We laughed, I cried several times, and overall just really enjoyed this book. The kids asked if there was a part 2. Just for reference there isn’t, yet, maybe there will be in the future.

I would strongly suggest parents to read this book ahead of time because of the adult themes presented. That being said I highly recommend this book even if you the parent are the only one who reads it. For reference I read this book with my 6 and 8 year old.

To close out this post I will end with a word from Hassan. If you want to know what the following word means you have to read When Stars Are Scattered.

“HOOYO!”

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Read Aloud Reviews: In Grandma’s Attic, Homer Price, & The Miraculous Journey of Edward Tulane

Our homeschool days are filled with Math, English, Science, History and Read Alouds. I am going to be reviewing all the books we read this year. I am linking the books to Amazon in case you decide to purchase them but we have bought the majority of our books from Abebooks.com. If you aren’t familiar with this website it is like an Amazon for used books. It can take a little bit of time to get your books in the mail depending on what shop you purchase from but it is the first place I check, especially if the book is older and not recently published.

For reference I am reading these books to my eight and six year old. It has become one of the highlights of my day. Also please forgive me if there are typos. I am watching musicals on BroadwayHD.com as I type this post up ;).

Let’s get into the reviews…

In Grandma’s Attic by Arleta Richardson

I remember reading this book when I was little and loved it. My kids equally enjoyed it and In Grandma’s Attic was a great book to kick off our school year. There are great lessons in each story as you listen to Grandma share her youthful adventures. This book is filled with fun and laughter as Grandma explains how she tried to be good as a little girl but often ended up getting into trouble. Each chapter is a different story from Grandma’s childhood.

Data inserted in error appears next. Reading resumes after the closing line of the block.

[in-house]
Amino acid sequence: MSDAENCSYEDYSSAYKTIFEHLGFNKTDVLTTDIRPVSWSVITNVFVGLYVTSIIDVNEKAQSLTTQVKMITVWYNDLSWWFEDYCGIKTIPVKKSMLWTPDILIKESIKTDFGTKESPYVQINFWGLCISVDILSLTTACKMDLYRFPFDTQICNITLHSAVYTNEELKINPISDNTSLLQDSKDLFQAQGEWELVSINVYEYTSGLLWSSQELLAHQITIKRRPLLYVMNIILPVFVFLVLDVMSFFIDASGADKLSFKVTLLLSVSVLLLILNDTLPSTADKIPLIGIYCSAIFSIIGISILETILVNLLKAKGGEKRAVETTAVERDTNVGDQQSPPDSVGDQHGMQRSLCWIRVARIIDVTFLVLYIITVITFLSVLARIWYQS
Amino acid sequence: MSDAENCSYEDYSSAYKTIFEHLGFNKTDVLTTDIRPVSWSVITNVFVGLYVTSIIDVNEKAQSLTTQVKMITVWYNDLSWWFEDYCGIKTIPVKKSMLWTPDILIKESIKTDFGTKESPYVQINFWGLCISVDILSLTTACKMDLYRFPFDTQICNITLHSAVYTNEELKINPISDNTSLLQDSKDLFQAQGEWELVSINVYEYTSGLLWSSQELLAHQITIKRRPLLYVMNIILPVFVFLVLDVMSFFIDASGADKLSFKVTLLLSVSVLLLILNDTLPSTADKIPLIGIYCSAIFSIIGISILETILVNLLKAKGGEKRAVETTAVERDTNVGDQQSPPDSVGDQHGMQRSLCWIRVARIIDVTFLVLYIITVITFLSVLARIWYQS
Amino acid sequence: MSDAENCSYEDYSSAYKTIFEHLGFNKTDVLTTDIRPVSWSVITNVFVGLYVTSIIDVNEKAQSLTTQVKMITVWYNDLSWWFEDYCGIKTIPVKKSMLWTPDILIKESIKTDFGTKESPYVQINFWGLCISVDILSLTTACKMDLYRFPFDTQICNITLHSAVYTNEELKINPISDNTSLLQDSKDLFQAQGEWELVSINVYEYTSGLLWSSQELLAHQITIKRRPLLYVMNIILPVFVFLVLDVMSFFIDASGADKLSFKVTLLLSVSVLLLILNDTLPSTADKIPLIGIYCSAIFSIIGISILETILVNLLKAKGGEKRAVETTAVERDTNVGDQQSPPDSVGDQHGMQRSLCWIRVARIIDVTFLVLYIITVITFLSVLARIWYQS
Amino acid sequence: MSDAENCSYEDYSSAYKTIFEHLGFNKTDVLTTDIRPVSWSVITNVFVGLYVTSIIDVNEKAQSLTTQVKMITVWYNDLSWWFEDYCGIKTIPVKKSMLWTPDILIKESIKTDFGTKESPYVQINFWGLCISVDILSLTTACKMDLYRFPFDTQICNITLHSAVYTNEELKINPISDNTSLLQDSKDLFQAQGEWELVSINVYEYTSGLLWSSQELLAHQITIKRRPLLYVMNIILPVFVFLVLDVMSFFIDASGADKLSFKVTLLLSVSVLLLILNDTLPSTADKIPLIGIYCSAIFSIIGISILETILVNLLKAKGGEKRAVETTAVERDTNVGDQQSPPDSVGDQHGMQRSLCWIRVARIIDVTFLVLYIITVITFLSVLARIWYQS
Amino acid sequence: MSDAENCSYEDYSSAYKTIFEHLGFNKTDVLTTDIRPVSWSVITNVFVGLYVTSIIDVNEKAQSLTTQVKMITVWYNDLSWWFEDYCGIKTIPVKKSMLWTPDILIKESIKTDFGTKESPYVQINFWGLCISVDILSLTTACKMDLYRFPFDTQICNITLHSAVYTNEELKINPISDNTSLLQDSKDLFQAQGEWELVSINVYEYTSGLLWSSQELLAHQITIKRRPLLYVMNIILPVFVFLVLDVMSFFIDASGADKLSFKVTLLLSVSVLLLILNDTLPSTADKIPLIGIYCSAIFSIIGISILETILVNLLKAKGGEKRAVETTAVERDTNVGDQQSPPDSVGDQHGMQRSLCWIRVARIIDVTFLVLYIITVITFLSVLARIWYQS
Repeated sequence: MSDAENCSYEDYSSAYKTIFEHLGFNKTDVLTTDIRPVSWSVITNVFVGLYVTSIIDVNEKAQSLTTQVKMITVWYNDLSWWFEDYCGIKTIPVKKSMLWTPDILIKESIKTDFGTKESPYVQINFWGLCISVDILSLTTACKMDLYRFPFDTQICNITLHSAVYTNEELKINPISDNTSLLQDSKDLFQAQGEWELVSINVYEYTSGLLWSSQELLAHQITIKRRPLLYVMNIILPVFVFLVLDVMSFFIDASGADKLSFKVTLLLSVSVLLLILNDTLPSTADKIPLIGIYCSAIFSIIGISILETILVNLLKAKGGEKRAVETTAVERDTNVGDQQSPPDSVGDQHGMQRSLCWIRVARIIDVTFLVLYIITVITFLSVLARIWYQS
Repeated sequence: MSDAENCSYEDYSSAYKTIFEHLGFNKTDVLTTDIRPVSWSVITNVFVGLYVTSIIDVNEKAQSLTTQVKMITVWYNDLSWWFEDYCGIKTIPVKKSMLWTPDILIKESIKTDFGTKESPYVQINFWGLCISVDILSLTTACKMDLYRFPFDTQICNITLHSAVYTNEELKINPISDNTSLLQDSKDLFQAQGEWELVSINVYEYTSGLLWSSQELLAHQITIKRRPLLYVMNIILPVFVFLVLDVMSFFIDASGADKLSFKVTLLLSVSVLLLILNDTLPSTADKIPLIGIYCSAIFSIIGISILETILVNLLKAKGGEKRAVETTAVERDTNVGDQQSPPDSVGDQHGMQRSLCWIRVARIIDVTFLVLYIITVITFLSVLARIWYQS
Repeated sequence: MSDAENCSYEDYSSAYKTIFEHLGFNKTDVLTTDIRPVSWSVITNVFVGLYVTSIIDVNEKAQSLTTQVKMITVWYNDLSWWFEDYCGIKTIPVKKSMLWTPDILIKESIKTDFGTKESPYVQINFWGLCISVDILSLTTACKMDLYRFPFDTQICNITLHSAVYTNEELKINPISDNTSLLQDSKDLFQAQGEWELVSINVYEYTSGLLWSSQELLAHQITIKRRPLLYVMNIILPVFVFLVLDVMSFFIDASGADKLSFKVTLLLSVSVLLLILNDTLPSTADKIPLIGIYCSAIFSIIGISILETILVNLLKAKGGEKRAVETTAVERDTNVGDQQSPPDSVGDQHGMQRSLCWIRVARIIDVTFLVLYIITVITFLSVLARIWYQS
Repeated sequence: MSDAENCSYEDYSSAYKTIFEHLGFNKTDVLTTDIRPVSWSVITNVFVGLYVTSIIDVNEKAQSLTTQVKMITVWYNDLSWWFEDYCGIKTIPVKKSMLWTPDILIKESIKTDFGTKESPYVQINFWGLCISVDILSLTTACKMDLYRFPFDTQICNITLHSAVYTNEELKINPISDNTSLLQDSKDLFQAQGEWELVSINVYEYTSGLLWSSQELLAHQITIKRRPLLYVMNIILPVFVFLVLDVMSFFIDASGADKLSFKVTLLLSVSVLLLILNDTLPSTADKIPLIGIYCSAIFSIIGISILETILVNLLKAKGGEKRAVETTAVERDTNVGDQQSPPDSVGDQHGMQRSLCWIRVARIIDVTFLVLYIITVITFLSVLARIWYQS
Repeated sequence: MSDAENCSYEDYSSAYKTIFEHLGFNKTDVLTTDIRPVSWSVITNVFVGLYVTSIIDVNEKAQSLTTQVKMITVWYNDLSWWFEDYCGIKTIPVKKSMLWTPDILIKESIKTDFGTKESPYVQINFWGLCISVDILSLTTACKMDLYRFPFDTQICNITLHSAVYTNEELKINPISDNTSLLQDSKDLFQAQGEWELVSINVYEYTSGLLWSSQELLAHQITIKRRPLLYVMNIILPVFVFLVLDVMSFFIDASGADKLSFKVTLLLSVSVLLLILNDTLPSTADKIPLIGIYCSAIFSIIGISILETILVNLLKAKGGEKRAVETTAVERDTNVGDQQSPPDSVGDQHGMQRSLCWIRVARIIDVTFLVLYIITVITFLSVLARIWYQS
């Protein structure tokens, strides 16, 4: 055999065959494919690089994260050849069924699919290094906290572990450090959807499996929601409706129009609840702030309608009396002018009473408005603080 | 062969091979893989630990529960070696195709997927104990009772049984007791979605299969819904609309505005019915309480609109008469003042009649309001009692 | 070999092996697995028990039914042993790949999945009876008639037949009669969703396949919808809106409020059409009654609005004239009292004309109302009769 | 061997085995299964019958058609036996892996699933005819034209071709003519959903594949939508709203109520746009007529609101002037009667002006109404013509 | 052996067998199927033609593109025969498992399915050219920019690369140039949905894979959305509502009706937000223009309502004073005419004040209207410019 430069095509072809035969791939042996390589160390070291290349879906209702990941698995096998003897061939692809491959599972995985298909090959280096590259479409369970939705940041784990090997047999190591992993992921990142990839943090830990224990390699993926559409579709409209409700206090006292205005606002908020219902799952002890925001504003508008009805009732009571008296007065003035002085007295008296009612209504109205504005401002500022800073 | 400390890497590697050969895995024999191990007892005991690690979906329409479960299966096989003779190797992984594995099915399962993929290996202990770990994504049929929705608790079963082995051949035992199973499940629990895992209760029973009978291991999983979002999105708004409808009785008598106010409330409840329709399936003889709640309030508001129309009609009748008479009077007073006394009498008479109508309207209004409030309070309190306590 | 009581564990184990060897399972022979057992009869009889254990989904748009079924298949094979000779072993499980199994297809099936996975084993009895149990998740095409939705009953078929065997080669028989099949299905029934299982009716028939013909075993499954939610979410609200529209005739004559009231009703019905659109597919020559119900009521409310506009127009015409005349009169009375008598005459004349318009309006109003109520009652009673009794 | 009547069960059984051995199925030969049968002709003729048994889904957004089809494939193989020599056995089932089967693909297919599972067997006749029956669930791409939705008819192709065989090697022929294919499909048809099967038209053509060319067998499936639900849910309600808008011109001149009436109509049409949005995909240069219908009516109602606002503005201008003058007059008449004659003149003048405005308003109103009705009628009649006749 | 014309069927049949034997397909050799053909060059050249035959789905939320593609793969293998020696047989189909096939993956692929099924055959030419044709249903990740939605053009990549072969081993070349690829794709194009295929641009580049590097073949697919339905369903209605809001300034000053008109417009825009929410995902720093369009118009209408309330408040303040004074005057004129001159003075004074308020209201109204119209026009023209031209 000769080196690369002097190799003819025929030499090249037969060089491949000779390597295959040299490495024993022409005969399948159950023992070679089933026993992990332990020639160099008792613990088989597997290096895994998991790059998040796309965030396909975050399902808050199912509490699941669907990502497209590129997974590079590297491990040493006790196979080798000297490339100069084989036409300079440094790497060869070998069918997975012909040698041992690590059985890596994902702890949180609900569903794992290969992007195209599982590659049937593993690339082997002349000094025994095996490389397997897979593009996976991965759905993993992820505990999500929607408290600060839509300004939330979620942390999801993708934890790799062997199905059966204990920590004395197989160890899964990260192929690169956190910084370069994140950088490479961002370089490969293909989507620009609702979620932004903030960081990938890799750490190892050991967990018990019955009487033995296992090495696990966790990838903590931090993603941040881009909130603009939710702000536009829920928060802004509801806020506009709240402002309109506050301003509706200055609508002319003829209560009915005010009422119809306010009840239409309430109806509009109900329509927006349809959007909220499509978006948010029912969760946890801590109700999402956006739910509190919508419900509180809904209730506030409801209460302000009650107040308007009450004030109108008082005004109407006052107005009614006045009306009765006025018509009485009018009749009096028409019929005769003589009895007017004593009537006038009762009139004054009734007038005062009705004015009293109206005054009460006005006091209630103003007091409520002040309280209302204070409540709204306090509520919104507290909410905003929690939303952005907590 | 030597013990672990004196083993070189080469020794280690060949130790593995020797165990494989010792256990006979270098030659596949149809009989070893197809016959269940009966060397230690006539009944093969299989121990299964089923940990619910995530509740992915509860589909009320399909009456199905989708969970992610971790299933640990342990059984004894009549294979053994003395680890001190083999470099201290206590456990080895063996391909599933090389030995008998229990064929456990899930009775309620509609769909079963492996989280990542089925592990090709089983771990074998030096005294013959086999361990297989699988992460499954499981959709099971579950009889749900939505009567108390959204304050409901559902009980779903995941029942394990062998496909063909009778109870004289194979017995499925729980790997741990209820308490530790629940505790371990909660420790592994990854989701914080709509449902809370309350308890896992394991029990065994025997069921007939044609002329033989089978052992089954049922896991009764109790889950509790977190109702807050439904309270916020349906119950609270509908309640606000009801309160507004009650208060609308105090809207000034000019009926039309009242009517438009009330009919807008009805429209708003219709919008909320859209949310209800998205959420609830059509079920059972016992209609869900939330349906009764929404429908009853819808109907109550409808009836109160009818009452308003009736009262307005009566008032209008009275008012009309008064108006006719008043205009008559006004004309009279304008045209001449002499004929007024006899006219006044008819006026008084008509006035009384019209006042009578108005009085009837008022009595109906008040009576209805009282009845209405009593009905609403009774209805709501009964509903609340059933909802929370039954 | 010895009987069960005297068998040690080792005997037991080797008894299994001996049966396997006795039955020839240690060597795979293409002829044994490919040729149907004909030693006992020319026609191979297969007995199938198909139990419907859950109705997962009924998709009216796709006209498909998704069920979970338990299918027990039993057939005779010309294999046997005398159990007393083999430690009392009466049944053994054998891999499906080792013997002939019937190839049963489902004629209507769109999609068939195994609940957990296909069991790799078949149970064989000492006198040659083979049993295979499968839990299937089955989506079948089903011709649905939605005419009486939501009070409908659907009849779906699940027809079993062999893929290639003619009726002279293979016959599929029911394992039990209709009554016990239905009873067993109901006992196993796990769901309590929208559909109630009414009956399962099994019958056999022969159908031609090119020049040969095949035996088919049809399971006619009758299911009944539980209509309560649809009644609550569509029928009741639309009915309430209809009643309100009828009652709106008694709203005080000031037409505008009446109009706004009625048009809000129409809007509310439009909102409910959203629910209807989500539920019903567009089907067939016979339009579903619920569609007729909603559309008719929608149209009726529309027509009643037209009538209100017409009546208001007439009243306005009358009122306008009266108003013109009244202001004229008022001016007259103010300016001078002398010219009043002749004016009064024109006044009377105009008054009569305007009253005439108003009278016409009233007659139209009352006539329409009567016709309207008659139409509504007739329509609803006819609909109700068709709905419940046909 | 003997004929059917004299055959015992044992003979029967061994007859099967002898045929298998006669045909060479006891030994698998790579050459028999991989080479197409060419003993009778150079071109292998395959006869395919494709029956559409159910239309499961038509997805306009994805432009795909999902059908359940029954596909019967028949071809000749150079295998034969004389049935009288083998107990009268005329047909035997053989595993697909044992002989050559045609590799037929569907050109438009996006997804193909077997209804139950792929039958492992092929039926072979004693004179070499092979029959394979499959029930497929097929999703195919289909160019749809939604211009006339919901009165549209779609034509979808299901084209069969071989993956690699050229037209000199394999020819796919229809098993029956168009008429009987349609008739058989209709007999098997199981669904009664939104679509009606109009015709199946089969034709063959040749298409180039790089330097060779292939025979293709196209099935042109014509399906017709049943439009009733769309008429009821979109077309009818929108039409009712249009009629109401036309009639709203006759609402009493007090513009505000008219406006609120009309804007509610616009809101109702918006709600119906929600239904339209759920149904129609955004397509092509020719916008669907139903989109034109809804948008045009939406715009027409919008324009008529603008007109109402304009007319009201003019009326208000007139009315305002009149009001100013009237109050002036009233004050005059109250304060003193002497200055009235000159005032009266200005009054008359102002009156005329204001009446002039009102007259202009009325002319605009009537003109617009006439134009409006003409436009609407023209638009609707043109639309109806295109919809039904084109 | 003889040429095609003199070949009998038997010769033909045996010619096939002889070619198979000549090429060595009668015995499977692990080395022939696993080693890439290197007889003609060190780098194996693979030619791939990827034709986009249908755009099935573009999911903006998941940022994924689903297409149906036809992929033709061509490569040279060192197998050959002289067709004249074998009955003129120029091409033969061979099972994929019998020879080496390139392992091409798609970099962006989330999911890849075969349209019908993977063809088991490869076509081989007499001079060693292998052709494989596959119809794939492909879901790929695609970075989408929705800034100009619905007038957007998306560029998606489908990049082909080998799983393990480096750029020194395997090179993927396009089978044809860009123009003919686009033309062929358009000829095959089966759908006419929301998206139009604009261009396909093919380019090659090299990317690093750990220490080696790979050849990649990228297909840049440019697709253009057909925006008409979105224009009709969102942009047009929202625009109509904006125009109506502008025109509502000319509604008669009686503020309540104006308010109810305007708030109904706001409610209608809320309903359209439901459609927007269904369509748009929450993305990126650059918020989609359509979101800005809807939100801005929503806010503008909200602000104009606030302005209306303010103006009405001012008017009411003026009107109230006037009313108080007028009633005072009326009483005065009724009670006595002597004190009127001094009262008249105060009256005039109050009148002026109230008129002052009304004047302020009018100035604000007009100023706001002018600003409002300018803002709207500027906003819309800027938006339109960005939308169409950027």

This is a wholesome read that points back to God’s providence. There are more books in this series that I am interested in reading with the kids later. I like that these books are stand alone and don’t necessarily have to go in order because they aren’t a continuous story but many individual stories that make up each book.

Homer Price by Robert McCloskey

Homer Price was written in 1943 and because of this the kids had many questions. What’s a filling station? What’s a slogan? What’s shaving lotion? What’s Women’s Suffrage? What’s a Homestead? The last chapter went completely over their head but overall all it was an enjoyable read and we loved reading about Homer’s adventures and his skunk Aroma. Plus the illustrations are adorable.

There are six chapters and each chapter is a different story about Homer. The chapters are long so be prepared if you select this book to read. My kids favorites were Chapter 1: The Case of the Scentsational Scent and Chapter 3: The Doughnuts. We ate donuts the following morning after reading Chapter 3 to celebrate reading this book.

The Miraculous Journey of Edward Tulane by Kate DiCamillo

The Miraculous Journey of Edward Tulane was recommended to me by Kindle for years. But I was not interested in reading about a toy rabbit made of porcelain. I was so wrong. It is one of my all time favorite books now. So good. I laughed. I cried. And just had so many emotions. I was cheering for this rabbit and all the characters who were part of his journey by the middle of the book. Ugh. It was just so good.

It had me from the first quote at the start of the book from The Testing-Tree by Stanley Kunitz. “The heart breaks and breaks and lives by breaking. It is necessary to go through dark and deeper dark and not to turn.” I don’t want to give anything away but just know this book has some dark moments. My kids and I had great conversations because of this book. If you have a younger child it might be best to read this ahead of time make sure it will be appropriate for them.

My son kept saying this is just like The Velveteen Rabbit and he was right. It was very similar for a good portion of the beginning. But stick with it if you are having those same thoughts. I promise it is worth the read. We all loved it! I probably loved it the most and I am so glad we read this treasure of a book.

And those are our first three read aloud reviews! My son also finished The Lion, The Witch, and The Wardrobe last week with Grandma via FaceTime and we watched the movie this weekend. They are reading Prince Caspian next.

Do you have a favorite book you have read to your elementary school aged kiddo or a book from your childhood that you love?